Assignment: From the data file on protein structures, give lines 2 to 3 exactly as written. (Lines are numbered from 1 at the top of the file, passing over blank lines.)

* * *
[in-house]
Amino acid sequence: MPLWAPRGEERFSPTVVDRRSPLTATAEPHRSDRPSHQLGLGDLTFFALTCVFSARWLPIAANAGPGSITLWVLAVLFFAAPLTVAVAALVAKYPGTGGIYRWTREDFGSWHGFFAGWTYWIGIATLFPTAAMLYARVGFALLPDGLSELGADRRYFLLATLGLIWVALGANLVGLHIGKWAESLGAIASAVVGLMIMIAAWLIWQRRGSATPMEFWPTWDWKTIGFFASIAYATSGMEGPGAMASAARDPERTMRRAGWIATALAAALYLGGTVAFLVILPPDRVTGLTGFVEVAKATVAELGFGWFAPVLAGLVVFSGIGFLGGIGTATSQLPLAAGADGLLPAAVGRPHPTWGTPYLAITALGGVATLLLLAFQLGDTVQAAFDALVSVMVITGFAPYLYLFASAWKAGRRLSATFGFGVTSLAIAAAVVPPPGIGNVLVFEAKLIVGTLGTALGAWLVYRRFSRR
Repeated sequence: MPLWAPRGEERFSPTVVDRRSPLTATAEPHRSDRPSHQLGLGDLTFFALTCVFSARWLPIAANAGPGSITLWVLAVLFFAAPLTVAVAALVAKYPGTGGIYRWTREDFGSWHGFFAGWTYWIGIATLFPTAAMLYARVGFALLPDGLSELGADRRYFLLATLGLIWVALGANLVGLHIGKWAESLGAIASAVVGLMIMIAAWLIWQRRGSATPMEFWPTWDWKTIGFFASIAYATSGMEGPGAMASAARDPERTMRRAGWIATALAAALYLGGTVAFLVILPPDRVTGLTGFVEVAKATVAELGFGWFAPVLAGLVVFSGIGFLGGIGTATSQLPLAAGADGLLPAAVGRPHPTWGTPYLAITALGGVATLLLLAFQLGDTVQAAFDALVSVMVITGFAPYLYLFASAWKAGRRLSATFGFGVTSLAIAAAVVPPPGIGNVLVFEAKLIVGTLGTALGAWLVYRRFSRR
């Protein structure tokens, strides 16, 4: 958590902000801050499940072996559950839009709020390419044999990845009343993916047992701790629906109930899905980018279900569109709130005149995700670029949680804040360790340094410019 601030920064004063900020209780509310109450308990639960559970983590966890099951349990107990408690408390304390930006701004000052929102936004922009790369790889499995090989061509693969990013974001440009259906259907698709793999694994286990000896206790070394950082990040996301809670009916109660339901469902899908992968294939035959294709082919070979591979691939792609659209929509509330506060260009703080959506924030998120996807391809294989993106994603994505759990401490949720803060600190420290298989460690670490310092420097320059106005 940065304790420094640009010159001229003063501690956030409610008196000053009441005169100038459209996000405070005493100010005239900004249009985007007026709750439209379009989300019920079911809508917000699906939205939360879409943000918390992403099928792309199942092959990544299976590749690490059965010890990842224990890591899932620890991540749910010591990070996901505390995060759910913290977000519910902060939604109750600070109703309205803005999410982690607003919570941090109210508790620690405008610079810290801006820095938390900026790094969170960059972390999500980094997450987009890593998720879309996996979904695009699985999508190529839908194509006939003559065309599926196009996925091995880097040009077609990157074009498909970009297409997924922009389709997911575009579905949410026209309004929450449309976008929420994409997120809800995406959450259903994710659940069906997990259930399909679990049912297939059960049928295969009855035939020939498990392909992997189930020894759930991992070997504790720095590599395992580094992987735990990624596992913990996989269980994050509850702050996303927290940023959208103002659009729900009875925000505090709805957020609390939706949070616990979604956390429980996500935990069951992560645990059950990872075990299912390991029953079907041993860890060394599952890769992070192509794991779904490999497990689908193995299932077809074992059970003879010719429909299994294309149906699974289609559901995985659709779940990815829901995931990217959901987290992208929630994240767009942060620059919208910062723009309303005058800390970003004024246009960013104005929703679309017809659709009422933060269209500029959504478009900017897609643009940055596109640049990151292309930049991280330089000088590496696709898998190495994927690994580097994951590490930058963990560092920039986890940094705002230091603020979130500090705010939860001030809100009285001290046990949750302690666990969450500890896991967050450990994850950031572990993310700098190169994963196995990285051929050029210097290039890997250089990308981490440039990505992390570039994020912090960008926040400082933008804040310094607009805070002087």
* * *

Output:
Amino acid sequence: MPLWAPRGEERFSPTVVDRRSPLTATAEPHRSDRPSHQLGLGDLTFFALTCVFSARWLPIAANAGPGSITLWVLAVLFFAAPLTVAVAALVAKYPGTGGIYRWTREDFGSWHGFFAGWTYWIGIATLFPTAAMLYARVGFALLPDGLSELGADRRYFLLATLGLIWVALGANLVGLHIGKWAESLGAIASAVVGLMIMIAAWLIWQRRGSATPMEFWPTWDWKTIGFFASIAYATSGMEGPGAMASAARDPERTMRRAGWIATALAAALYLGGTVAFLVILPPDRVTGLTGFVEVAKATVAELGFGWFAPVLAGLVVFSGIGFLGGIGTATSQLPLAAGADGLLPAAVGRPHPTWGTPYLAITALGGVATLLLLAFQLGDTVQAAFDALVSVMVITGFAPYLYLFASAWKAGRRLSATFGFGVTSLAIAAAVVPPPGIGNVLVFEAKLIVGTLGTALGAWLVYRRFSRR
Repeated sequence: MPLWAPRGEERFSPTVVDRRSPLTATAEPHRSDRPSHQLGLGDLTFFALTCVFSARWLPIAANAGPGSITLWVLAVLFFAAPLTVAVAALVAKYPGTGGIYRWTREDFGSWHGFFAGWTYWIGIATLFPTAAMLYARVGFALLPDGLSELGADRRYFLLATLGLIWVALGANLVGLHIGKWAESLGAIASAVVGLMIMIAAWLIWQRRGSATPMEFWPTWDWKTIGFFASIAYATSGMEGPGAMASAARDPERTMRRAGWIATALAAALYLGGTVAFLVILPPDRVTGLTGFVEVAKATVAELGFGWFAPVLAGLVVFSGIGFLGGIGTATSQLPLAAGADGLLPAAVGRPHPTWGTPYLAITALGGVATLLLLAFQLGDTVQAAFDALVSVMVITGFAPYLYLFASAWKAGRRLSATFGFGVTSLAIAAAVVPPPGIGNVLVFEAKLIVGTLGTALGAWLVYRRFSRR